ssh-keygen -t rsa
Choose a destination or leave it by default “/home/web/.ssh/id_rsa“. Do not assign any password, simply press Enter
We follow the rest of the tutorial with this web user.
Install required packages
sudo apt-get install mysql-server libmysqlclient-dev libmagickwand-dev imagemagick nginx nodejs git-core curl build-essential openssl libreadline6 libreadline6-dev curl zlib1g zlib1g-dev libssl-dev libyaml-dev libxml2-dev libxslt-dev autoconf libc6-dev nmon
We will ask for a password for the mysql root user, and we will confirm it. We must remember it.
Programming mySQL automatic backups
We should probably use mysql as a database on the system. It is good practice for daily back up existing databases to prevent or mitigate disasters that may occur. For this we will use automysqlbackup. This script is automatically installed on the system and maintains daily, weekly and monthly copies of all our databases.
mkdir -p /home/web/apps/bbdd
sudo apt-get install automysqlbackup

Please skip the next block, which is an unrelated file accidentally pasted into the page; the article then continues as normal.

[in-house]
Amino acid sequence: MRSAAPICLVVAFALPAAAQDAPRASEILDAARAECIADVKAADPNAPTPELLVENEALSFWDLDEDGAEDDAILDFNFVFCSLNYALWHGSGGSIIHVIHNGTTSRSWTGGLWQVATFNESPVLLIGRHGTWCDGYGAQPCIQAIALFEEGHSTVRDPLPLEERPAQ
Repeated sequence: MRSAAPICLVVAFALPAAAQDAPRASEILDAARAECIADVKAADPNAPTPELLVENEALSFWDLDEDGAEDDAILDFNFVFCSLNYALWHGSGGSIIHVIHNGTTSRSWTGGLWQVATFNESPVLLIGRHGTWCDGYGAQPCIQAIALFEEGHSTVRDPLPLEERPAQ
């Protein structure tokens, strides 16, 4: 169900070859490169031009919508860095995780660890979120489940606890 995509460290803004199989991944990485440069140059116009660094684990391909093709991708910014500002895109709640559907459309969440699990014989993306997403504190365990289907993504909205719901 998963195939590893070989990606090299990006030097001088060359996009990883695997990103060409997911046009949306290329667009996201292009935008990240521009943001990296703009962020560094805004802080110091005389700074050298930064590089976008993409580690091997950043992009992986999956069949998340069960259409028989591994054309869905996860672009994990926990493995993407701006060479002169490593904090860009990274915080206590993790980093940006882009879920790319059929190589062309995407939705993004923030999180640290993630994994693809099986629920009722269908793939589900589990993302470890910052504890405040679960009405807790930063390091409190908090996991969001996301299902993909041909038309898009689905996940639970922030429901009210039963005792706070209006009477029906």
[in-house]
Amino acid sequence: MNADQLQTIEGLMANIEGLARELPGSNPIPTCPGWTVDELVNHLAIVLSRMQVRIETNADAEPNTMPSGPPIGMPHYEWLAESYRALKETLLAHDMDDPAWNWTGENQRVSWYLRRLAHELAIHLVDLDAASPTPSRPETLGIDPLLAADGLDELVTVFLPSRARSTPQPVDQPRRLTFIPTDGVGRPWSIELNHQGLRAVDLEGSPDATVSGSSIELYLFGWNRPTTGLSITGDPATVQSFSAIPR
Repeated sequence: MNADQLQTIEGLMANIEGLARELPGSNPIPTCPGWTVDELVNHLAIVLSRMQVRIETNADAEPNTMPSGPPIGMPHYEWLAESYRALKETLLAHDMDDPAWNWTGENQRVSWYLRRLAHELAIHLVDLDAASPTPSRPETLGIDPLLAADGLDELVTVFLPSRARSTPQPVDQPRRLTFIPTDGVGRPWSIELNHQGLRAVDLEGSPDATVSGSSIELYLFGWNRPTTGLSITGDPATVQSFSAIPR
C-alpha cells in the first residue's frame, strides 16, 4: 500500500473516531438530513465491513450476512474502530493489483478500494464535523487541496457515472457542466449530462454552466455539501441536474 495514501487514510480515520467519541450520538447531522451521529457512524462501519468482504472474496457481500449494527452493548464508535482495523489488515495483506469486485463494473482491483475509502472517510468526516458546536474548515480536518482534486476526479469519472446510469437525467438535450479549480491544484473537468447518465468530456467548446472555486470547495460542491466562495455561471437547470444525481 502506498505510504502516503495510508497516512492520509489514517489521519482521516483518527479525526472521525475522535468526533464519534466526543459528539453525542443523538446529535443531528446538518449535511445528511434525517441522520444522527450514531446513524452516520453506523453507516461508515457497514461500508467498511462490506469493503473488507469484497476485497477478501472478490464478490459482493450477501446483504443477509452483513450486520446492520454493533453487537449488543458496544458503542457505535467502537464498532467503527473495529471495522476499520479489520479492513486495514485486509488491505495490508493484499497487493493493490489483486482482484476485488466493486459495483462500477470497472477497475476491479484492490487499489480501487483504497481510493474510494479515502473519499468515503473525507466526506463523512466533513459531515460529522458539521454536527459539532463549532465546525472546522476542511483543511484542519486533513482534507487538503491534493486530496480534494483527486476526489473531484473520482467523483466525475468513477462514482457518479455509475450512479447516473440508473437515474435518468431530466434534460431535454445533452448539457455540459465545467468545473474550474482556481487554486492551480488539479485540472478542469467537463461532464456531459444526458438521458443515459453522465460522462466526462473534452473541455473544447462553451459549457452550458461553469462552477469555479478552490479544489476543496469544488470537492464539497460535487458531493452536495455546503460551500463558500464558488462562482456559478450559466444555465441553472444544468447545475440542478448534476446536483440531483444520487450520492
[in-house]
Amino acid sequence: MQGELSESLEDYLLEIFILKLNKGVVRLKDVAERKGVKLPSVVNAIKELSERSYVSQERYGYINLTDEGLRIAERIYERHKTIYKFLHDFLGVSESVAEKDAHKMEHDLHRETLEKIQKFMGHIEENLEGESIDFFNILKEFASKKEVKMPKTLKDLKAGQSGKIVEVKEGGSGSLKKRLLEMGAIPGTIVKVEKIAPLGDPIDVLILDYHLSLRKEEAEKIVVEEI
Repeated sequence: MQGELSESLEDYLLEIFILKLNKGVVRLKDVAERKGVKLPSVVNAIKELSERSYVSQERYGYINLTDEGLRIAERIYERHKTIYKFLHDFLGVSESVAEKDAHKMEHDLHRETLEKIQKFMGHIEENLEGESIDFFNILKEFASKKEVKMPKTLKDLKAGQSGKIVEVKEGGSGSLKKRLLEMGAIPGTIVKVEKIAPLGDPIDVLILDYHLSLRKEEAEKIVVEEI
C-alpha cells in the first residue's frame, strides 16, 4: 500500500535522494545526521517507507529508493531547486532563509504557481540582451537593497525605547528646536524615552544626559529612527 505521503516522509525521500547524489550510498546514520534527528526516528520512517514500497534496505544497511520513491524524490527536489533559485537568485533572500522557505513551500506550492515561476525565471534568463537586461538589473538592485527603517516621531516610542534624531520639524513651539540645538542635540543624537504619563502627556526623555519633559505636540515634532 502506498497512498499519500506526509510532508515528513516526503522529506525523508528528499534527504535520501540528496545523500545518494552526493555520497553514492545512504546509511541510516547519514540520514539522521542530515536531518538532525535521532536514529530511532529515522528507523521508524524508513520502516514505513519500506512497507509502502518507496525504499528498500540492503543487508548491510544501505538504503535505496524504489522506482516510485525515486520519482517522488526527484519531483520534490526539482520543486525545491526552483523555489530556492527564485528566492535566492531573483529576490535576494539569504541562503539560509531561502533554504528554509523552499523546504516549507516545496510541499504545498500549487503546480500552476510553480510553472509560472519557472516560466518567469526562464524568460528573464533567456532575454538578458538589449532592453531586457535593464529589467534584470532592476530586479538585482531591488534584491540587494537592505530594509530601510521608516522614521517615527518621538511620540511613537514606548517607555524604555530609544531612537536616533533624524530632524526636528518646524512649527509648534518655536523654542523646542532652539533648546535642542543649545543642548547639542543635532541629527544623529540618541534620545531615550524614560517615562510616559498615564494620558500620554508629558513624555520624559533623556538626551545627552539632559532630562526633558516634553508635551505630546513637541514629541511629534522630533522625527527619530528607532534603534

The installation of this package requires the installation of a postfix server to send emails with the results of the backup. For now we can leave it as ‘No configuration’.
Since we use the folder /home/ web to store all our projects, it seems a good idea to also leave backups of the databases. That way, if our project manages images, uploads or any other type of file that the users of our project contribute, all ‘important’ will be inside ‘home/web’. Taking a backup of that directory, we will have our projects safe and complete.
sudo vi /etc/default/automysqlbackup
There we will locate the line: BACKUPDIR=”…….” And we will replace it with this: BACKUPDIR=”/home/web/apps/bbdd” y agregamos POSTBACKUP=”chmod -R 644 /home/web/apps/bbdd/”
Let’s try and verify that the daily backups are going to be made
There will be some folders (daily / weekly / monthly) that will store the databases. At least one copy of the database that we created earlier should exist in the daily folder.
Also added a task in cron.daily so that daily backups are made without us having to do anything.